What’s next for the theatre world

Whats next for the theatre world

Riley Campbell

   When the country shut down on March 13, artists walked out of the stage door at their Broadway shows, not knowing if it could be  the last time they  sing, dance, act, laugh, and  express their passion as  professionals doing what they love and for people who love to watch them do it. 

   Since the shutdown, New York City Broadway productions are completely cancelled, tourism has ceased, and hundreds of thousands of dancers, actors, backstage assistants, directors, and writers have lost their jobs. The systematic vendetta, a repeated history of the lack of appreciation for and against the arts in our society has made it even harder for people to return to work and do what they love. Many people consider a job in the arts, especially in theatre, as not a serious profession.

   Many jobs and opportunities of work for a majority of the population are conducive to working at home and can be done in order to still earn a living for your family, but the arts is an immersive experience that cannot not be nearly as effective when done virtually. Producing artistic director of theatre company, Theatre Raleigh, has come up with creative ways to keep people’s love of the arts alive.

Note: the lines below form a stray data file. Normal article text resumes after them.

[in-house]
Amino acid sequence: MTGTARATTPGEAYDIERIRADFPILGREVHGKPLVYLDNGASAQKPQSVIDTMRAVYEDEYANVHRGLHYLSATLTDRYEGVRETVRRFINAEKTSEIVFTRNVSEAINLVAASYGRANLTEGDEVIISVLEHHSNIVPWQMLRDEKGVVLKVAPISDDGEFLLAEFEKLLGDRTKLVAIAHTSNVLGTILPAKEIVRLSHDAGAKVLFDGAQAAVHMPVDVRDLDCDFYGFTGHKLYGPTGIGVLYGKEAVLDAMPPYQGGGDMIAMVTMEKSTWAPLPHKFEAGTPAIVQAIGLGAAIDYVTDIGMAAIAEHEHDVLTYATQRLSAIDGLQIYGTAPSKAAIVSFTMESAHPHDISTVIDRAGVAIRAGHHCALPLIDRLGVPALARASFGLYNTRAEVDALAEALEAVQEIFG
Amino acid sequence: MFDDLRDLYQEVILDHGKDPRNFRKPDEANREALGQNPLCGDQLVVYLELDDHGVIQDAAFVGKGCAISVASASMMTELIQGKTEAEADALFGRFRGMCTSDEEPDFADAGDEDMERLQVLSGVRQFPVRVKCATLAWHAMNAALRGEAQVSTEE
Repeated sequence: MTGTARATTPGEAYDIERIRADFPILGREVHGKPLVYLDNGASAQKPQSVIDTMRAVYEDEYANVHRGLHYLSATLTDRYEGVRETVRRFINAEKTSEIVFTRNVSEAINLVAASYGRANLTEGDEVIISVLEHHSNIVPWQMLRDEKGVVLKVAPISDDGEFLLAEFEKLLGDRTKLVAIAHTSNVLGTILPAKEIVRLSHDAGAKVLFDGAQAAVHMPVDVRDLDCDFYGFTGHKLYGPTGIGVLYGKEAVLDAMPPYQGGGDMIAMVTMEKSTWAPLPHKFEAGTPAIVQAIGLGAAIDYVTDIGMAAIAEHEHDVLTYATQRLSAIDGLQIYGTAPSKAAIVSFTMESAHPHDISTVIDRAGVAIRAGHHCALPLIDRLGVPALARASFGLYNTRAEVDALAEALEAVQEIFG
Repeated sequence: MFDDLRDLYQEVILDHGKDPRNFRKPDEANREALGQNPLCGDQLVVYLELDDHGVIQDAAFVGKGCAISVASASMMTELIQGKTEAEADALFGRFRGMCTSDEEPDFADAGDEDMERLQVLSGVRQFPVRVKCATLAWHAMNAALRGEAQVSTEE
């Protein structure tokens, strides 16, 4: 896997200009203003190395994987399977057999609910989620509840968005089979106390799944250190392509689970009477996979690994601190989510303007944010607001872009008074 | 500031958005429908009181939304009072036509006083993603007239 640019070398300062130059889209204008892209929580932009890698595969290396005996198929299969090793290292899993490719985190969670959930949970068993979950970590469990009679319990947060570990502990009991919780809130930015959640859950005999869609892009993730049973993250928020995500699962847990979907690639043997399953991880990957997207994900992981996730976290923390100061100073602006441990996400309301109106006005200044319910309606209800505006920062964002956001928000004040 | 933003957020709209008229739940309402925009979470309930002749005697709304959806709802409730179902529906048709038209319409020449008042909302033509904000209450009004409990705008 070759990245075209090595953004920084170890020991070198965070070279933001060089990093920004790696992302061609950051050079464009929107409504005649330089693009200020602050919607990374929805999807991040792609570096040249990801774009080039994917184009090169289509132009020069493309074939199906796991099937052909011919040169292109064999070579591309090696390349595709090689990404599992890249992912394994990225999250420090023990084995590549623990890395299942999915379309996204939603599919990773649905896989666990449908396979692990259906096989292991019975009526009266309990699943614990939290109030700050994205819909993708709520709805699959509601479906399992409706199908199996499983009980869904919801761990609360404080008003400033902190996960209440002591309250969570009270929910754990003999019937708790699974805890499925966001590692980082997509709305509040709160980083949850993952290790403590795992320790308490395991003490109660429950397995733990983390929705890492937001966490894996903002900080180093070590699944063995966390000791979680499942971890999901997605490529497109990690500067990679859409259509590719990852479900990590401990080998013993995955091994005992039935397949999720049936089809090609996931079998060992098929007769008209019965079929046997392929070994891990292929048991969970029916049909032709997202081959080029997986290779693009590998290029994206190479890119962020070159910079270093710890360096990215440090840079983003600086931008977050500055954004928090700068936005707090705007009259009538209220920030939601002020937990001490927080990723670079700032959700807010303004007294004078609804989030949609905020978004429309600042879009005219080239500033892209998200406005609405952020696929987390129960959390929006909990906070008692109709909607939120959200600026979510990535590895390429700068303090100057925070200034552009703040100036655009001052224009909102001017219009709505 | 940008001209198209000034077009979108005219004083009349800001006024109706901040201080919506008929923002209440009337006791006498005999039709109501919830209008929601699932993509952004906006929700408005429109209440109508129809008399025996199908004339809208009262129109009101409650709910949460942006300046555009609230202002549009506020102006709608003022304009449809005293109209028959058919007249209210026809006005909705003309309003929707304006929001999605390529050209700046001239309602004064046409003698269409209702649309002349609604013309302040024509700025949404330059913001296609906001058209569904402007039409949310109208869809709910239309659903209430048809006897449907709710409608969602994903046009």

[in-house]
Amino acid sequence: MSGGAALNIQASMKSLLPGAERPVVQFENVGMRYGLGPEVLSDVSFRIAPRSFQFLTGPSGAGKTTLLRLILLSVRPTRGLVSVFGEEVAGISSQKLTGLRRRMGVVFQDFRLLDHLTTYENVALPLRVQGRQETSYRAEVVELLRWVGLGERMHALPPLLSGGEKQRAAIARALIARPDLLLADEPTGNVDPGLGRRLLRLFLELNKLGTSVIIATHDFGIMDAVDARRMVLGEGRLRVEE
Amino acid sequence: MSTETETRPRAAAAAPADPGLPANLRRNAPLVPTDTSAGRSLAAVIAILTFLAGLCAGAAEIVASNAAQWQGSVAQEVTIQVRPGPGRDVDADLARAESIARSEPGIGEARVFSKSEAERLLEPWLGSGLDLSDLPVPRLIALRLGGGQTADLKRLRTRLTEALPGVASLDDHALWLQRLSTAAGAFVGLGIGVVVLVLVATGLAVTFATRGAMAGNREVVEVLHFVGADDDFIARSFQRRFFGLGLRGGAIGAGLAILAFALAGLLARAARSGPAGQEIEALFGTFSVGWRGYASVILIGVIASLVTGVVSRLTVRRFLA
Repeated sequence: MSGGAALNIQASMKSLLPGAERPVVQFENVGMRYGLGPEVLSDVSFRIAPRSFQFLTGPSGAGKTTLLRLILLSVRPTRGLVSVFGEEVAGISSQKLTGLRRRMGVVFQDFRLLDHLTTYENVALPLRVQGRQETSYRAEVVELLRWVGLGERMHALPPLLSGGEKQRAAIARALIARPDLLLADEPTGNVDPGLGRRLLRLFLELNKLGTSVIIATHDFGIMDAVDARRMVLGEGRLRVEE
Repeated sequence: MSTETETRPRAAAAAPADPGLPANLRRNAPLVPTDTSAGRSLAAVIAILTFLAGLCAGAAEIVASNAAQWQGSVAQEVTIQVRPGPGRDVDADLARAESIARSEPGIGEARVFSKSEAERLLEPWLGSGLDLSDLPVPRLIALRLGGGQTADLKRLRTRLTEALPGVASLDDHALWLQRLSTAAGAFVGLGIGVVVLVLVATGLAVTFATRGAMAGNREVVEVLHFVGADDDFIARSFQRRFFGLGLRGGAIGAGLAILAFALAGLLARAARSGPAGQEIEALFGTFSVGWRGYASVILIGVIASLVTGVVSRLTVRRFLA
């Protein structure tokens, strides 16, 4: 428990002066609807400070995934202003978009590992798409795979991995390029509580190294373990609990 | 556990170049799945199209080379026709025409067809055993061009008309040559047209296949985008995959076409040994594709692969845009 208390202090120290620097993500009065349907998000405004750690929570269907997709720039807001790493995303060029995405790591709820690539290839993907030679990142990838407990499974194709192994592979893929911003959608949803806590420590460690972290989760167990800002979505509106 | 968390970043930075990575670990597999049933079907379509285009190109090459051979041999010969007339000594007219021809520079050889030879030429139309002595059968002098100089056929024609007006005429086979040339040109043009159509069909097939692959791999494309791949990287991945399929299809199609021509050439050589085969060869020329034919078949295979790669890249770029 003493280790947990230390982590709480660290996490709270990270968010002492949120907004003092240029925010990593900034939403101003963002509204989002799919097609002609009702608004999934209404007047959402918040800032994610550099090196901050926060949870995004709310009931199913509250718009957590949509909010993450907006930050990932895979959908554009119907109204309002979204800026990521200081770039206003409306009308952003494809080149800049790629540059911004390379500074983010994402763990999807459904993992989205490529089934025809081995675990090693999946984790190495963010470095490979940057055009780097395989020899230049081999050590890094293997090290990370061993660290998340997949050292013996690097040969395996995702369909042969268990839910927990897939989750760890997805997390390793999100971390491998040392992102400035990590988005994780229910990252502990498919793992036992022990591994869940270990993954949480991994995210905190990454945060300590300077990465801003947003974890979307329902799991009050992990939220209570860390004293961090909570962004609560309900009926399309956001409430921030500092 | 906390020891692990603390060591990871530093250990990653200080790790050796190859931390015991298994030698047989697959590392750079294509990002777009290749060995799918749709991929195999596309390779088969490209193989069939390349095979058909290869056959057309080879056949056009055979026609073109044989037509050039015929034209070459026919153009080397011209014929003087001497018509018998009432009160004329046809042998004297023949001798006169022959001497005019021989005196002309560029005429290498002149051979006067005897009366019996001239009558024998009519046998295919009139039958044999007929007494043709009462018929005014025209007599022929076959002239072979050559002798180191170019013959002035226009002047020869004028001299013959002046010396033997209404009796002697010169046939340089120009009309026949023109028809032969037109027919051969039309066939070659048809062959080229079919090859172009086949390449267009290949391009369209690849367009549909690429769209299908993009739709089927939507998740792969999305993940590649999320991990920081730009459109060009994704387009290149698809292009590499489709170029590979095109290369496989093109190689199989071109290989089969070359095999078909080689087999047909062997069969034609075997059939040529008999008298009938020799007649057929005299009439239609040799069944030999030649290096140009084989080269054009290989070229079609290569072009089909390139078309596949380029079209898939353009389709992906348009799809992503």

“Since we are unable to gather in person, we are pivoting our efforts to virtual programing from offering free concerts from Broadway and regional stars directly from my living room to in depth conversations about the craft of acting,” said Lauren Kennedy Brady, who has been producing weekly shows called “Living Room LIVE.” These concerts highlight professional actors that entertain the audience while also talking about their theatre experiences to teach up-and-comers about how the industry works.    

   “Nothing really replaces life in person theatre and we look forward to dipping our toes back into producing small, manageable, safe concerts this winter,” emphasized Brady. As the world slowly heals, and life moves forward theatre needs to be in the forefront of these efforts. 

   People never truly understand the importance of the arts until it is no longer there. So many good memories throughout our lives are because of the abundance of creativity and talent the arts has to offer.